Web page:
Since the beginning of the year I’ve been reflecting on the podcast, and where it’s headed. In all my New Years energy I attempted to plot out a 3 month plan for the podcast, so I’ve got both the ideas, the guests lined up, and that many podcasts recorded ahead of time, so I don’t have a pressure filled Wednesday and Thursday getting the podcast out on time, which was becoming the weekly norm, and so I felt like that would be serving you better.
That just wasn’t working, so instead of the trying to fix the situation with more rational planning and organising, I’ve thrown planning almost out of the window. I enjoy each episode because I learn so much, and each episode reveals new things to me. Planning ahead took much of the adventure out of the podcast, because the plan dictated what interview I gave you each week instead of seeing what emerged. So I’m doing the latter, planning less to maintain my sense of awe and surprise. I didn’t know this at the time, but recently learned that this has a name – what Nassim Taleb has coined being a rational flaneur, being the French word for a person ambling or strolling, who makes decisions at every step based on observations and new information – not the prisoner of a plan. So out of more chaos hopefully greater insights will emerge, though I may drop a week here or there…and by all means please keep sending me suggestions for future episodes, I’ll just be ruminating on them a bit more than I did last year.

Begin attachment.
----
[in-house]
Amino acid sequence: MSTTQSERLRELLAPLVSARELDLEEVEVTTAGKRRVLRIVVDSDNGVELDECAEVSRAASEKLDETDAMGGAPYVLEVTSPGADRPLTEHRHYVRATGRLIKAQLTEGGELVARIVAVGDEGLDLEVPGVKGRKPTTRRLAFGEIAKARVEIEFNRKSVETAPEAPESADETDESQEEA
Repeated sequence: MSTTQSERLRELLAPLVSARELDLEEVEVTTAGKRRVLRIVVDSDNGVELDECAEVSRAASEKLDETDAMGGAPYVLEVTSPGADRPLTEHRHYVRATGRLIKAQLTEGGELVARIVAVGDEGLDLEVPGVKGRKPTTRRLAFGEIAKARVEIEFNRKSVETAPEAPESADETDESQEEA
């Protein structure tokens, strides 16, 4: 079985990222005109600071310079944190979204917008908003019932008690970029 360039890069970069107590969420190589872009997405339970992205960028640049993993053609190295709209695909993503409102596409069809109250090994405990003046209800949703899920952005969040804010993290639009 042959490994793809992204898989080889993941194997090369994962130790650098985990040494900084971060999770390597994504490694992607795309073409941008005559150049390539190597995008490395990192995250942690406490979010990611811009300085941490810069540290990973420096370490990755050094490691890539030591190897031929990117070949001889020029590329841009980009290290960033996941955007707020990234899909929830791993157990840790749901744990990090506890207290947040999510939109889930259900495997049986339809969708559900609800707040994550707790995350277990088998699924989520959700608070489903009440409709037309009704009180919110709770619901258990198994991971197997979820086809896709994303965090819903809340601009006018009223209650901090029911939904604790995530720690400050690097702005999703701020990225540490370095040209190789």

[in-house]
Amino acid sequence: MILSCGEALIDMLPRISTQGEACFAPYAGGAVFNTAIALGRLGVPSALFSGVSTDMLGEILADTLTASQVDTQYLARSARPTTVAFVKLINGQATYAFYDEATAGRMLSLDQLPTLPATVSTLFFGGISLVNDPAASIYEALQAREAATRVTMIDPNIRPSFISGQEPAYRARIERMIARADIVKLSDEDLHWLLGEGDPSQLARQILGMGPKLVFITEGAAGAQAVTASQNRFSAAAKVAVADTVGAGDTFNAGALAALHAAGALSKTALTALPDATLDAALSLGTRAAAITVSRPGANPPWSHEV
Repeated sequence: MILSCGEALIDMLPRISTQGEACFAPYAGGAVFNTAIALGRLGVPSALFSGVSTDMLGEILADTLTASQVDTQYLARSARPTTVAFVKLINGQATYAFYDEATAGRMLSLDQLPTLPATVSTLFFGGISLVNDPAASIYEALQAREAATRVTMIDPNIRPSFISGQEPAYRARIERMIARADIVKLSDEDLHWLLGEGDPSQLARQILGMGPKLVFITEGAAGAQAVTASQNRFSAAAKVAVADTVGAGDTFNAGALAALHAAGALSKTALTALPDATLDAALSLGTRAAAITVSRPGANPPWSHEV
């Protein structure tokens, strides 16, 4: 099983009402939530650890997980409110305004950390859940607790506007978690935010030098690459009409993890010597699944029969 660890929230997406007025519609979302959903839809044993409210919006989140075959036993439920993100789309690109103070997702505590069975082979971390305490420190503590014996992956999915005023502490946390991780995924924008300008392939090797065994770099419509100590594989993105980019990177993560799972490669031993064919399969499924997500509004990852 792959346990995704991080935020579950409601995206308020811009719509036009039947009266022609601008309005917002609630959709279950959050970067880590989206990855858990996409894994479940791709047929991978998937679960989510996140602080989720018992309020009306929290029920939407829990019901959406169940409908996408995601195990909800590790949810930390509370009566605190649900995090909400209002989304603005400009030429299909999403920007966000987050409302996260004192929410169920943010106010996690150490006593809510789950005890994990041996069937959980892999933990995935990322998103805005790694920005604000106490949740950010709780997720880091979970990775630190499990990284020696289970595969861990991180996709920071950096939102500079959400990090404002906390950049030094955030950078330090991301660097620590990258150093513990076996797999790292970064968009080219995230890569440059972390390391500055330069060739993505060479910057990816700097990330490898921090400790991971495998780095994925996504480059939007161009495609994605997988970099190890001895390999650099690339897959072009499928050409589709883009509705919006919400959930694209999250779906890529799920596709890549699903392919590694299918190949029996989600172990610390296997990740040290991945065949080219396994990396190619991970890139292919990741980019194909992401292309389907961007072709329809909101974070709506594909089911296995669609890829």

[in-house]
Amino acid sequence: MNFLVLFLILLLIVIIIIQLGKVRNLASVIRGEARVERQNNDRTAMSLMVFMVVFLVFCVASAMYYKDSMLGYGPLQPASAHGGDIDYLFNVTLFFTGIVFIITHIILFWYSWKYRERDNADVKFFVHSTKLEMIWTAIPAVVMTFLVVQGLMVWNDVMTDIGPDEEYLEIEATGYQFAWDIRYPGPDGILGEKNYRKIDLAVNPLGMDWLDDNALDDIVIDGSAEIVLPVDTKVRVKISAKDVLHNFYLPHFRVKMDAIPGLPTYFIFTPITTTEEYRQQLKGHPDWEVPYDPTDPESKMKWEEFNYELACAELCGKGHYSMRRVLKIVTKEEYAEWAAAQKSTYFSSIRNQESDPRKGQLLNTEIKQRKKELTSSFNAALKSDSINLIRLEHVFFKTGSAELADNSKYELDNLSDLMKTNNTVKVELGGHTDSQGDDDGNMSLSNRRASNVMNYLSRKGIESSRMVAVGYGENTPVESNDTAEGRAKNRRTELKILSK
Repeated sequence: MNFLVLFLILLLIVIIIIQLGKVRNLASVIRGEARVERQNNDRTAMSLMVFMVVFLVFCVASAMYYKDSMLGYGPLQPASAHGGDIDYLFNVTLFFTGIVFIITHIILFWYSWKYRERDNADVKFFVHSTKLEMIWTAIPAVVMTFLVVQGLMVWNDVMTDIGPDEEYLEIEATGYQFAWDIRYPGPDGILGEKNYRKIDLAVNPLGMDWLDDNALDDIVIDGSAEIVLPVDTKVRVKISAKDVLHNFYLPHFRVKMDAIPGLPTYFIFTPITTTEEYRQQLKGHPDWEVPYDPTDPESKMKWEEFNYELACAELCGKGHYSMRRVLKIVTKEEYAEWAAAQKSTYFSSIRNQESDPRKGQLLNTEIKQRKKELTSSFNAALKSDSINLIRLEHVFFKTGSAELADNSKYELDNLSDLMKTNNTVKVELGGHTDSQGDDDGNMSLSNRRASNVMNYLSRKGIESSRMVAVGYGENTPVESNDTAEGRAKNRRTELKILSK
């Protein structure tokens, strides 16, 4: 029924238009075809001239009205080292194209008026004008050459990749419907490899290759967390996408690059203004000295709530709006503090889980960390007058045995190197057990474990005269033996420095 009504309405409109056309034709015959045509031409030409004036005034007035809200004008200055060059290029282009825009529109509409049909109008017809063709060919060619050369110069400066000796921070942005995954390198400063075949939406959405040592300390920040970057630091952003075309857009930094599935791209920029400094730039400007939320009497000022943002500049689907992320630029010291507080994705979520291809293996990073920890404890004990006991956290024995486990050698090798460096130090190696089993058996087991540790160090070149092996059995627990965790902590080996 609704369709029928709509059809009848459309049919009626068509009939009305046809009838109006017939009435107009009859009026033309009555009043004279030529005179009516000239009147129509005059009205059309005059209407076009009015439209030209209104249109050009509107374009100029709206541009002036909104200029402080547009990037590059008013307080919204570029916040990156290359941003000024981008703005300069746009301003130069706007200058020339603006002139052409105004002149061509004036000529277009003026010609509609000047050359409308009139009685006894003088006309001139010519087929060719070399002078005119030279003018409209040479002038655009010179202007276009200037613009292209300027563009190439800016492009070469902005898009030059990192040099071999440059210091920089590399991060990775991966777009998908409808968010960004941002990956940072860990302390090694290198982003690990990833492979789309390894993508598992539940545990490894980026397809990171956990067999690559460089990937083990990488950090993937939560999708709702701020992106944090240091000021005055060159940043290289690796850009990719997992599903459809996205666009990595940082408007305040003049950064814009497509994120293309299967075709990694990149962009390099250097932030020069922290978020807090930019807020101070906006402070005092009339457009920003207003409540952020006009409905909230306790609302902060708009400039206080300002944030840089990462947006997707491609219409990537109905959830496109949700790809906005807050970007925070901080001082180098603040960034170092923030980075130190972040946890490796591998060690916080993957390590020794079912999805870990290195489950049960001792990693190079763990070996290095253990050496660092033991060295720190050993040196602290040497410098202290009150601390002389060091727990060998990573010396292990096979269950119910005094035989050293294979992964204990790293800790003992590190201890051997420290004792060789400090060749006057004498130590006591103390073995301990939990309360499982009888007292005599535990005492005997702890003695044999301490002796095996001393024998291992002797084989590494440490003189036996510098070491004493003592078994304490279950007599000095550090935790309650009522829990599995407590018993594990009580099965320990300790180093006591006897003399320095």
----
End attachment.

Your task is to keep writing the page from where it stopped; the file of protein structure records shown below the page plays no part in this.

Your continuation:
It is in that spirit that I invited Tim Austin to have a chat. Tim leads the WHS function at AACo, one of Australia’s largest vertically integrated agriculture businesses. I recently read an elegant and thought provoking article Tim wrote on the Safety Differently blog about psychological safety, which he is in a good position to do since he has a background in psychology and is currently studying for his honours in psychology, while working full time which is no mean feat. Tim’s article focussed on psychological safety in organisations, drawing on the research to explore what it is, and how we might both understand, and influence it. It got me thinking – what’s the psychological safety like within our profession? Are we at risk of disengaging, hiding, causing mental anguish, failing to learn, if there isn’t a high level of psychological safety? So Tim enthusiastically agreed to open that can of worms with me.
Here’s the link to Tim’s original article on psychological safety